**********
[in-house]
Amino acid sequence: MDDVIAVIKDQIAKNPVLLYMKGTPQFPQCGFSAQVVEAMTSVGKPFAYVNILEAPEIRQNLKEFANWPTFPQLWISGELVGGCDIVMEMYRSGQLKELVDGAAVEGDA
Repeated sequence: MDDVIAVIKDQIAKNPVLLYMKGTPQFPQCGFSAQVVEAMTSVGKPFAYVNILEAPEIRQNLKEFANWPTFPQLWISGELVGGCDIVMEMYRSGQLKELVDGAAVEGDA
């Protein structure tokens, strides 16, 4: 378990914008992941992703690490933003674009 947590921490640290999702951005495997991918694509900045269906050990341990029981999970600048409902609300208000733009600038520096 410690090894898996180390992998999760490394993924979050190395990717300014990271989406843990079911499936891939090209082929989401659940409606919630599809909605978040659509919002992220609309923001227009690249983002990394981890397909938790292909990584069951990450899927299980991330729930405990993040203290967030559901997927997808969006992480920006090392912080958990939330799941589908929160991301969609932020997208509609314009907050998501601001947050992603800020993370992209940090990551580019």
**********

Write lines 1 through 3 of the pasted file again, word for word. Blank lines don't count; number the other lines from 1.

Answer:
[in-house]
Amino acid sequence: MDDVIAVIKDQIAKNPVLLYMKGTPQFPQCGFSAQVVEAMTSVGKPFAYVNILEAPEIRQNLKEFANWPTFPQLWISGELVGGCDIVMEMYRSGQLKELVDGAAVEGDA
Repeated sequence: MDDVIAVIKDQIAKNPVLLYMKGTPQFPQCGFSAQVVEAMTSVGKPFAYVNILEAPEIRQNLKEFANWPTFPQLWISGELVGGCDIVMEMYRSGQLKELVDGAAVEGDA